However, if the registry refuses the application or anybody raises an opposition to registration, the applicant and the opposer if any are given opportunity to present their case and then a decision is taken as to registration of the mark by the Registrar of Trademarks. An appeal from such proceedings lies with the Intellectual Property Appellate Board.
In India, it is not mandatory to register a trademark. It is left to the choice of the owner of such trademark to register it or not. Nevertheless, it is advisable to register your trademark to protect the goodwill you have earned with the said trademark.
When it comes to any product or service, customers relate to the mark and only the mark as in many cases they do not know the team that works behind the said mark to give them the products. A trademark serves as a link between the product owner/ service provider and the end user/customer. A trademark recognizes the goods and its origin and guarantees its unchanged quality in the products/services. The trademark helps the owner of a business convey to his/her customers the uniqueness and distinctiveness of their products/services.
This being the case, the customer may easily be deceived by a similar or identical looking product which has a similar trademark on it.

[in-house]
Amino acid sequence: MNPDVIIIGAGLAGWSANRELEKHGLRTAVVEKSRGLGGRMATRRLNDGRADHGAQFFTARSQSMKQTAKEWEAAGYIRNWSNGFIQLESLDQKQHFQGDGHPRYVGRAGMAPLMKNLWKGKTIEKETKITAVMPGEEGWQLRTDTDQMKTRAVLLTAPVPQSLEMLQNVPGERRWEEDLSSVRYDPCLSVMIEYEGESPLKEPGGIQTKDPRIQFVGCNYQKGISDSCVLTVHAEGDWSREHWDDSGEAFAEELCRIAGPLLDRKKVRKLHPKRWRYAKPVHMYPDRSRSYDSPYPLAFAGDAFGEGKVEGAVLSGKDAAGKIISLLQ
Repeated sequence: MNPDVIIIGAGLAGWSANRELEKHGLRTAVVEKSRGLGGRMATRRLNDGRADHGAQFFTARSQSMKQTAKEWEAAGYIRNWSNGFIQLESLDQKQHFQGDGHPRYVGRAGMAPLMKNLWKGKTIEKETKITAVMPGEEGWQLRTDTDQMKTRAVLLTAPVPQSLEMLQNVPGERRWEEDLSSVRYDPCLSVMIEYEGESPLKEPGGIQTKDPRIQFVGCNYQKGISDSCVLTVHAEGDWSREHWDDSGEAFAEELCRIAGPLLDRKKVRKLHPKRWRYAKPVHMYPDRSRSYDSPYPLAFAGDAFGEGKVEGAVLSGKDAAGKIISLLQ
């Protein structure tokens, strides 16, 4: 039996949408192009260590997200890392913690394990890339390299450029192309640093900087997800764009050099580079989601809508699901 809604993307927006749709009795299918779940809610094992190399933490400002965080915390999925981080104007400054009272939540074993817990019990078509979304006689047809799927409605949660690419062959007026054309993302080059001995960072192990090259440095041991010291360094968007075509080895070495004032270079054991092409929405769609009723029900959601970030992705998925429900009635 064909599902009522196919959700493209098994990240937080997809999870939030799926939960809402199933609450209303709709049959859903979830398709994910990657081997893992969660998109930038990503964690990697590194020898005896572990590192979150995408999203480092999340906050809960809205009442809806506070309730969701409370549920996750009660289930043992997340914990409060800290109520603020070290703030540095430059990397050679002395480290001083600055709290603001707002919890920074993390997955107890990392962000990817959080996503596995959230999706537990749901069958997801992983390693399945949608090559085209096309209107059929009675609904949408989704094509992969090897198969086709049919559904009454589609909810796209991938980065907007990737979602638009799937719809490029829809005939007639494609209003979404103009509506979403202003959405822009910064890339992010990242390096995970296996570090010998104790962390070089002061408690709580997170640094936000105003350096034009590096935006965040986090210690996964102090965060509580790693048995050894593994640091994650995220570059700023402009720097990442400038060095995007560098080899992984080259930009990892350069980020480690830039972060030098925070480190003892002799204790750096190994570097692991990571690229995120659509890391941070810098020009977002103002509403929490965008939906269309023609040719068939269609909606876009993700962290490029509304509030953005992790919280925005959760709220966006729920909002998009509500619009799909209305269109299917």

In such a situation, if a person has a registered trademark, he may file a suit of infringement and restrain the deceptive party from further using his trademark. On the other hand, if the mark has not been registered, it does not mean the law does not offer protection to the genuine mark owner. It protects the interests of the owner of the mark in the form of passing off. The owner of an unregistered trademark needs to file a suit claiming that the other person has tried to pass off his goods using the unregistered trademark. However, for a passing off suit, the owner of the mark needs to show misrepresentation done by the other person and the damage done to his goodwill or business. In case of a passing off, the defendant will have many opportunities to escape liability such as if he is able to prove he has taken sufficient steps to differentiate his mark from the original mark and he has taken steps to establish details about the origin of his product. While in an infringement suit for a registered trademark, the owner of a registered trademark must just show that the other person has infringed on his mark. There is no further need to prove damage incurred by him.
Registration of a trademark gives you exclusive rights to the said mark and can ensure protection from competitors who attempt to steal your hard-earned reputation with the said mark. Also, in case of expansion within the country or abroad, a registered trademark makes the process easier. It is simpler to carry the goodwill already created in your current territory to a fresh territory rather than starting from scratch.
In conclusion, I would suggest that any business that has a trademark related to its goods or services should register the same as it is the identity of the business.
- Indian Trade Marks Act, 1999